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Friday, October 21, 2016

'Before Then, Children Played in the Streets'! Could it happen again in Nashville?

Thought the passage below was a fitting adjunct argument for Nashville to consider as it works towards implementing Walking Districts in select neighborhoods such as Hillsboro / West End.  

From All Joy and No Fun by Jennifer Senior

'Parents would doubtless feel a lot less pressure to keep their children buy or entertained - and more confident about their kids' ability to make their own fun - if they felt comfortable sending their children outdoors.  But increasingly they don't.  Here, again, is another paradoxical consequence of our sentimentality:  the more economically useless children have become, the more aggressively we've tried to protect them.

One can discern the outlines of this trend by simply studying the history of the modern playground.  In 1905, there were fewer than 100 playgrounds nationwide.  By 1917, there were nearly 4000 because reformers had agitated tightly for them.  Before then, children played in the streets.  But suddenly they needed protection from a brand-new and lethal invention:  the automobile.  And so, in 1906, reformers established the Playground Association of America.  

Today, children lead even more cloistered lives.  They grow up in homes with padded coffee tables, plugged-up electrical sockets, and gated stairways.  They go to playgrounds that offer protection not only from the streets but from their own equipment, with swings as snug as diapers and spongy surfaces to break falls from the jungle equipment.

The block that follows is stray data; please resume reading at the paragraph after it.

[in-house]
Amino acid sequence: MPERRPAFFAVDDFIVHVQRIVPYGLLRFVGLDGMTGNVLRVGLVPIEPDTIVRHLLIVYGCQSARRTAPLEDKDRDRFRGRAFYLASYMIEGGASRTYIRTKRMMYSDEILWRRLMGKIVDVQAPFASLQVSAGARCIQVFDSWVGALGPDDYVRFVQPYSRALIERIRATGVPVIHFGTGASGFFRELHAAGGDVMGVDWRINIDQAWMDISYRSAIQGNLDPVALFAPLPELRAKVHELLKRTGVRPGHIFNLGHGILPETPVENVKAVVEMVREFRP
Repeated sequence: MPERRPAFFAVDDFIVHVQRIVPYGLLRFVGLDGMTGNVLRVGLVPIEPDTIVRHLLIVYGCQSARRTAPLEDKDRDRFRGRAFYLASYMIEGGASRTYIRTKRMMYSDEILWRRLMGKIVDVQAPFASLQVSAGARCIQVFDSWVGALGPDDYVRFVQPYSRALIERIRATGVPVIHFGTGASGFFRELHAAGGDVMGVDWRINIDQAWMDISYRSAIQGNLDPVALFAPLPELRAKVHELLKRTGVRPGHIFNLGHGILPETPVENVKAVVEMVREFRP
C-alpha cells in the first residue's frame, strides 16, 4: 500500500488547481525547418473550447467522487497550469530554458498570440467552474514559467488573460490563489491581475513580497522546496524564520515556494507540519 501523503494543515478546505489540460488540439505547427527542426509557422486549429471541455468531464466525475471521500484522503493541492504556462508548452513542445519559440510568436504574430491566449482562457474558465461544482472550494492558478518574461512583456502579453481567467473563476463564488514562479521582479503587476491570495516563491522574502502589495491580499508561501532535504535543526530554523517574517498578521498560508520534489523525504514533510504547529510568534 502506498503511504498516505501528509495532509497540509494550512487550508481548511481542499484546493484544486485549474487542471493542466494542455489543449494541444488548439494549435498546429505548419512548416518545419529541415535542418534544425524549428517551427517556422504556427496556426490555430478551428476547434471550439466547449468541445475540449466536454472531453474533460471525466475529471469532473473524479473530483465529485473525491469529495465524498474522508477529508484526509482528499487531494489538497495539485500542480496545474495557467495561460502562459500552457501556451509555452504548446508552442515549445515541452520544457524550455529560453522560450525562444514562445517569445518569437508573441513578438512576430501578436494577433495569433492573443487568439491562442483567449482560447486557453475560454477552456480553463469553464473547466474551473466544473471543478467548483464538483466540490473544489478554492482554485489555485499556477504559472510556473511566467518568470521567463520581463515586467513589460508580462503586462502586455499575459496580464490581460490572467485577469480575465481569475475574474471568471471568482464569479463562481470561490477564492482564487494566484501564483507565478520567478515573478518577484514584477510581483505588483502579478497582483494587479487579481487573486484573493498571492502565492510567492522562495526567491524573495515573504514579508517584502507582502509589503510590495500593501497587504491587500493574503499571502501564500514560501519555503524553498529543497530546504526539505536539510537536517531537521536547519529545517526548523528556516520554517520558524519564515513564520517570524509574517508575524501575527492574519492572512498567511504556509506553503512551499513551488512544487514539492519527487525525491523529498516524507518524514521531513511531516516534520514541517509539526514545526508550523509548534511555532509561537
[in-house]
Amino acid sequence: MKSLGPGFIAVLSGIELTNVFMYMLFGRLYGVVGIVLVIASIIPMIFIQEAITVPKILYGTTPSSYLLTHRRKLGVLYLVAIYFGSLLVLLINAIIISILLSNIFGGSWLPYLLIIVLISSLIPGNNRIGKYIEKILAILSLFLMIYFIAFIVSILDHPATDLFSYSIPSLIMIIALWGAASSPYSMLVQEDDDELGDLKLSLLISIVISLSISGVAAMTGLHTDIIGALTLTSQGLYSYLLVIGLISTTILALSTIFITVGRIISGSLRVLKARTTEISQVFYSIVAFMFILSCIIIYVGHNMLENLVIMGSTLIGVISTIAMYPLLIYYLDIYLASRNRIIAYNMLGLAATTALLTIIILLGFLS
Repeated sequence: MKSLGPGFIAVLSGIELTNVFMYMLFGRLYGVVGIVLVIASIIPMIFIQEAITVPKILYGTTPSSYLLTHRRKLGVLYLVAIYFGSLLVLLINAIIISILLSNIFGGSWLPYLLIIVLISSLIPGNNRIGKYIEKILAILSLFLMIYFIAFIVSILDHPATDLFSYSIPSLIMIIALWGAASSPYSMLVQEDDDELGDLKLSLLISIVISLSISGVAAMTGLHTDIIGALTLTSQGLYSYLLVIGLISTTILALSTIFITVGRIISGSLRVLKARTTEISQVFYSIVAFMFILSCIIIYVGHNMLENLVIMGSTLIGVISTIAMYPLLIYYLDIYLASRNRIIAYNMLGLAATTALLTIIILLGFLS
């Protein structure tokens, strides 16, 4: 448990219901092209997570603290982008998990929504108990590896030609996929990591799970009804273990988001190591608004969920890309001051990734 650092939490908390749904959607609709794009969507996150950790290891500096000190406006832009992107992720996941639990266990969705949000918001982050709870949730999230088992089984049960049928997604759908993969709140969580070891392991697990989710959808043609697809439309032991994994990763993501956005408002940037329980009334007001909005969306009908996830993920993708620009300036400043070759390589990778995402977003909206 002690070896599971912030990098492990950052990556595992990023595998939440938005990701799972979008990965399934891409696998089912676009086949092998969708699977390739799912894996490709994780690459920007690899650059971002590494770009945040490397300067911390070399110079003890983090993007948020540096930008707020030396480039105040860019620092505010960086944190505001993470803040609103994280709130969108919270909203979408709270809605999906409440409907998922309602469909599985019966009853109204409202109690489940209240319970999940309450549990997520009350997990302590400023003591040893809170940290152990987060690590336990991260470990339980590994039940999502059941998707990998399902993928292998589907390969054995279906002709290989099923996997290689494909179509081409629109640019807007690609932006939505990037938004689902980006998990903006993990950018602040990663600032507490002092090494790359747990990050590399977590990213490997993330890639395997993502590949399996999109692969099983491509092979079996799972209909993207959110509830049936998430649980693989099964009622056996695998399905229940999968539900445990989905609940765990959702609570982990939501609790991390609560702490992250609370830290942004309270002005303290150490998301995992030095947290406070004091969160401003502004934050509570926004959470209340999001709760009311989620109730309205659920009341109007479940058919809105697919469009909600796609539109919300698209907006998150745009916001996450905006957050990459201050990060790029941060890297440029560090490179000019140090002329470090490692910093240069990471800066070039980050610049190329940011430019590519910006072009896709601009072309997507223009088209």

So perhaps it's no surprise that by the time children get big enough to venture out on their own - to the grocery store, to a friend's house down the street - their parents feel strange about letting them go, believing the world is a dangerous place.  The number of children who walk or bike to school dropped from 42 percent in 1969 to 16 percent in 2001, according to a survey by the Department of Transportation, even though crimes against children have been steadily dealing for the last couple of decades, making this moment in time perhaps as safe for children as it's ever been.' --- to vote for where you want a sidewalk --- to read more about Walking Districts

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